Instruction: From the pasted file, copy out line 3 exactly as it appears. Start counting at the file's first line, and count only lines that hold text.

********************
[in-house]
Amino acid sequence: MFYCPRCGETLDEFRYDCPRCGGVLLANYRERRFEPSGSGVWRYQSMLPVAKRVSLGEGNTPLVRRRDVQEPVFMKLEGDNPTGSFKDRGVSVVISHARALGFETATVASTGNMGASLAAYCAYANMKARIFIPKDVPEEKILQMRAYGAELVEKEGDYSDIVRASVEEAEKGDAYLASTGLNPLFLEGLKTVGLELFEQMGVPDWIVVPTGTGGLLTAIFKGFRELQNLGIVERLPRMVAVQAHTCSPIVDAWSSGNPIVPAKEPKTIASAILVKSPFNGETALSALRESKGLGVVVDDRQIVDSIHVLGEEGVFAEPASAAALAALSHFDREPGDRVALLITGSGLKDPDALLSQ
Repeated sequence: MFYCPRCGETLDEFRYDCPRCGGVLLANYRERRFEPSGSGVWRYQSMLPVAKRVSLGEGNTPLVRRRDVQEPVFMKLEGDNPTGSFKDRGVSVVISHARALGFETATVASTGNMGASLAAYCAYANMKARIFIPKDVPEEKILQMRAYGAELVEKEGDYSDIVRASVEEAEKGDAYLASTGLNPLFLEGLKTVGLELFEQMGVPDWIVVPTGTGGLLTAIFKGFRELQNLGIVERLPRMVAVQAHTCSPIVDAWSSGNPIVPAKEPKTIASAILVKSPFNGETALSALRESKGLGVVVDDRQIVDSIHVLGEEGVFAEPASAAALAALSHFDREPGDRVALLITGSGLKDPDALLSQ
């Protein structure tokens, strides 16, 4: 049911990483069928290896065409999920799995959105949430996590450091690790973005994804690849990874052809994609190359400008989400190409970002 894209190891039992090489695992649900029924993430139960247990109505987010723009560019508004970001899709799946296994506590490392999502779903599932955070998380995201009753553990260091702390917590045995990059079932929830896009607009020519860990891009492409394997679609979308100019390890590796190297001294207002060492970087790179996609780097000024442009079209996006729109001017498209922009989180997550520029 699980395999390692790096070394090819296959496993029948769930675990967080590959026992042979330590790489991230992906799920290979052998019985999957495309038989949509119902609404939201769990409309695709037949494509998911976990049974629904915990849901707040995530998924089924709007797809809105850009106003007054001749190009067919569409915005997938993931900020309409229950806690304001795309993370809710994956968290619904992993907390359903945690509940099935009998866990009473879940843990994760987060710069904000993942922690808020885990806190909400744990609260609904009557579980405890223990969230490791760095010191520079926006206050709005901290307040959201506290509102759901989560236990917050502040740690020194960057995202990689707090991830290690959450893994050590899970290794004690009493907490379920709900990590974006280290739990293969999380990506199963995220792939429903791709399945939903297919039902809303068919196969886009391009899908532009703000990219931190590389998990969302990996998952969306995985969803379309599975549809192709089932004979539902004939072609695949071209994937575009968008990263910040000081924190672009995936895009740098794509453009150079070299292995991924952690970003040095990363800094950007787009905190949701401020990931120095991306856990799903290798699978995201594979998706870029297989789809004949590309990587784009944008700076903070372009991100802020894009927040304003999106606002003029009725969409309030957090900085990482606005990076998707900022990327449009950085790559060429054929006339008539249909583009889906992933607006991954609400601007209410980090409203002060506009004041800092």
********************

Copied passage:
Repeated sequence: MFYCPRCGETLDEFRYDCPRCGGVLLANYRERRFEPSGSGVWRYQSMLPVAKRVSLGEGNTPLVRRRDVQEPVFMKLEGDNPTGSFKDRGVSVVISHARALGFETATVASTGNMGASLAAYCAYANMKARIFIPKDVPEEKILQMRAYGAELVEKEGDYSDIVRASVEEAEKGDAYLASTGLNPLFLEGLKTVGLELFEQMGVPDWIVVPTGTGGLLTAIFKGFRELQNLGIVERLPRMVAVQAHTCSPIVDAWSSGNPIVPAKEPKTIASAILVKSPFNGETALSALRESKGLGVVVDDRQIVDSIHVLGEEGVFAEPASAAALAALSHFDREPGDRVALLITGSGLKDPDALLSQ